5. Wild, by Cheryl Strayed

There are weeks when every event is kind of disappointing (I'm still kind of wringing my hands over one week earlier in the year where I seemed to have one below-expectations turnout after another). But I can't say that about this week. Jason told me it was a great time at Shorewood with Jerry Apps, who appeared co-sponsored by the Shorewood Historical Society and the Friends of the Shorewood Public Library. He had so many new books it was hard to single them out, but the organizers thought that Garden Wisdom would sell the best, and it did.

Books for Kids:
1. Born at Midnight/Awake at Down: Shadow Hunters #1 and 2, by C.C. Hunter
2. Eleanor and Park, by Rainbow Rowell
3. Chasing the Prophecy: Beyonders #3, by Brandon Mull
4. Fated: Soul Seekers #1, by Alyson Noel
5. Taken at Dusk: Shadow Hunters #4, by C.C. Hunter

 It's a good thing the car was clean (I actually got it washed this week) because there was a lot of driving this week too. I drove Rainbow Rowell (signed copies of Eleanor and Park available) from one school event at Brown Deer High School to another at Nicolet (we stopped for tea at Stone Creek in Glendale and she agreed they do a darn good Earl Grey tea) and then I rushed Brandon Mull from his school event in Shorewood to the Elm Grove Library event. I didn't count on so much traffic, but with all that construction, we were close to on time by taking Michigan to Blue Mound. Yes, we also have to know the shortcuts. Expect more sales from Brandon Mull next week when we sort out the student sales from his three school events. And don't forget, if you're a principal, librarian, or teacher who thinks your school could do a great job wih a school visit, please contact Hannah and she'll add you to our list of possibilities.

For next week's bestsellers, we look to the Journal Sentinel. Jim Higgins reviews Victor S. Navasky's The Art of Controversy: Political Cartoons and Their Enduring Power. The political cartoon has always been an important part of newspapers. Per Higgins, Navasky posits three theories why these cartoons resonate with readers. See if you most agree with the content theory, the image theory, or the neuroscience theory. The book goes on sale on Tuesday. Read more here.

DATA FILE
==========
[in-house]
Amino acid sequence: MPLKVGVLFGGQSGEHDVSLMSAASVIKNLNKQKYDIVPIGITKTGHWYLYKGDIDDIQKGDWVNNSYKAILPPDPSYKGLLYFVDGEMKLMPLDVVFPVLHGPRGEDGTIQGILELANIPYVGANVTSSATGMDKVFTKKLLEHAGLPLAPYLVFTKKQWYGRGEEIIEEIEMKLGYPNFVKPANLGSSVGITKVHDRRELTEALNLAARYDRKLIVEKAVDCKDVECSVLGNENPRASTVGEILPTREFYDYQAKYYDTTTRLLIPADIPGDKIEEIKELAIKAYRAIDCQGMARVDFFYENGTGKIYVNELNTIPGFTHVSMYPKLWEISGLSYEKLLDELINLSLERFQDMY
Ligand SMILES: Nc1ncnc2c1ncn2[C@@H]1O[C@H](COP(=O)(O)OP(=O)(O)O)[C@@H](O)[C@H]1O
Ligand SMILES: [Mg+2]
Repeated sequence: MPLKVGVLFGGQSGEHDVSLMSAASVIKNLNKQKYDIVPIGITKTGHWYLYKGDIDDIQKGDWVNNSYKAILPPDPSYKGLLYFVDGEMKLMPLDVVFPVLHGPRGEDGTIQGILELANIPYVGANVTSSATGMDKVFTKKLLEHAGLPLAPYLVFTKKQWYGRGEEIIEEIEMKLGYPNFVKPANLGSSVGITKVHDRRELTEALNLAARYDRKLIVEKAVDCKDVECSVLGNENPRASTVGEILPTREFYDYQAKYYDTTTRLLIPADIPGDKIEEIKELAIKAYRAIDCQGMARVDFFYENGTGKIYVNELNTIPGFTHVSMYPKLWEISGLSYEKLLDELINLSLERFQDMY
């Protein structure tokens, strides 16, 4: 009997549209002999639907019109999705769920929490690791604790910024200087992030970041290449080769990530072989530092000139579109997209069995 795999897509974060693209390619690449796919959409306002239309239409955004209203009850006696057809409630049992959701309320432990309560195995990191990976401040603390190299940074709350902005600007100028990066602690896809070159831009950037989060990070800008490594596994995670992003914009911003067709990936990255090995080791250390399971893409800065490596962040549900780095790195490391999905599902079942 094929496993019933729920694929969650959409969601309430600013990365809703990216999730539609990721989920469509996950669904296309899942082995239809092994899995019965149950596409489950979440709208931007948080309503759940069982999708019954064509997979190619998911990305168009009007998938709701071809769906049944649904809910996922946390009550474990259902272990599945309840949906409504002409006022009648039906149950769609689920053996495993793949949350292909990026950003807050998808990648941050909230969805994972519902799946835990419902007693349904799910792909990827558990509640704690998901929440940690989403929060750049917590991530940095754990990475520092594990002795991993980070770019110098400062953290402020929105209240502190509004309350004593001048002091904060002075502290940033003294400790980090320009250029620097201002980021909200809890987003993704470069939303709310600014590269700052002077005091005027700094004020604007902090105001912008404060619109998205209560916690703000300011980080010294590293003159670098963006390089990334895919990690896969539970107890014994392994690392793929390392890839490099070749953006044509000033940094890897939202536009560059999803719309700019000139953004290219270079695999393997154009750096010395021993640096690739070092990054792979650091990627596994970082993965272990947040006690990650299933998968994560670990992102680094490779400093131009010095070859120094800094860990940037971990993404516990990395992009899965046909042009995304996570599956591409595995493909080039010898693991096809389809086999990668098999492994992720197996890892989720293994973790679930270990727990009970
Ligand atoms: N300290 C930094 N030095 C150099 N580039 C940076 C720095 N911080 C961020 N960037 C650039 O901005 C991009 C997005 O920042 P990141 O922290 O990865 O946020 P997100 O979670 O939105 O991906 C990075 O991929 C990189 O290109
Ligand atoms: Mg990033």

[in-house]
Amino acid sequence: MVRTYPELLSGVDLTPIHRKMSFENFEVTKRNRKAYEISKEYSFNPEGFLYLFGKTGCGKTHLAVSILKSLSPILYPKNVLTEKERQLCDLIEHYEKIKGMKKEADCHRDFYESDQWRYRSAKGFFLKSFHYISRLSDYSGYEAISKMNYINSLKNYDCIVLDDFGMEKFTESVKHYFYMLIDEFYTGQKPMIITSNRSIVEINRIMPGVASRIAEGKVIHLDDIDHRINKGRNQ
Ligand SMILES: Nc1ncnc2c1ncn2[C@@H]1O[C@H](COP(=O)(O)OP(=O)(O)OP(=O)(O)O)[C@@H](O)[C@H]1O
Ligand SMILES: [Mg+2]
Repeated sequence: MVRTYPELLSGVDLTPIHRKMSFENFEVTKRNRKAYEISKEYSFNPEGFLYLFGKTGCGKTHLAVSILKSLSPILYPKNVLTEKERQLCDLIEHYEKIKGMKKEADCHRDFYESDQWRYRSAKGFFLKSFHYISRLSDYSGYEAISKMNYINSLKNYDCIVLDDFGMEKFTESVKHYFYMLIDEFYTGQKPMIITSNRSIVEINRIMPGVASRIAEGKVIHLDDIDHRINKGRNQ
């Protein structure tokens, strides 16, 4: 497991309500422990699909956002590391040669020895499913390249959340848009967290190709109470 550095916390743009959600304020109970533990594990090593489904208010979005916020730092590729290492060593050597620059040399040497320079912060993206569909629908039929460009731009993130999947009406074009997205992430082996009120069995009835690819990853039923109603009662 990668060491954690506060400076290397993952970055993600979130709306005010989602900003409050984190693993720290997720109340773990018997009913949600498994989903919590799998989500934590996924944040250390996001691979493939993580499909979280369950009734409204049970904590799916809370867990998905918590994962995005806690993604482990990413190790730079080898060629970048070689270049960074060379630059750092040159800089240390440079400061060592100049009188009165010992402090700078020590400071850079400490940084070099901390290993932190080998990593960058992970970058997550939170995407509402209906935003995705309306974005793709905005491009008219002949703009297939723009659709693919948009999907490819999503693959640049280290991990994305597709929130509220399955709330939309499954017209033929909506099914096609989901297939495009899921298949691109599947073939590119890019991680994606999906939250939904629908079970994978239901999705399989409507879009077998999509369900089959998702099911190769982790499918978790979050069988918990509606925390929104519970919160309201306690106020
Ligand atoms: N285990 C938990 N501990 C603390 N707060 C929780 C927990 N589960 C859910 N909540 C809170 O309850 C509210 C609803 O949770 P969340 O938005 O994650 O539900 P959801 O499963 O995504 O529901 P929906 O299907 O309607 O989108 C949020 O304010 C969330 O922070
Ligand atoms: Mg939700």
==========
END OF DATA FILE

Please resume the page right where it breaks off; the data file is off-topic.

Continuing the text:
Another important component of newspapers is the column. It turns out that in conjunction with the release of Elinor Lipman's new novel, The View from Penthouse B (and as you all know, she is coming to the Friends of the Milwaukee Public Library Literary Lunch), Houghton Mifflin Harcourt is also releasing Lipman's collected nonfiction, I Can't Complain,which also goes on sale April 16. While the lunch comes with a copy of The View from Penthouse B only, the good news is that the essay collection is a particularly well priced $20 hardcover.

As Higgins notes in today's review in the Journal Sentinel, Lipman was asked to be a weekly contributor to the Boston Globe "Coupling" column. Her husband Bob said it would be fine, as long as she didn't write about him. See where that went. Don't forget, you can reserve a seat by calling (414) 286-8720 or purchase your ticket on our website and someone will get back to you regarding things like chicken or vegetarian.

In the Journal Sentinel, there's a write up for our Monday event with William Kent Krueger that links to Carole E. Barrowman's review of Ordinary Grace in the (Minneapolis) Star Tribune.

And finally, Mike Fischer reviews Truth's Ragged Edge: The Rise of the American Novel, by Philip R. Gura. Fischer argues out Gura's theory here. This FSG book is out on Tuesday.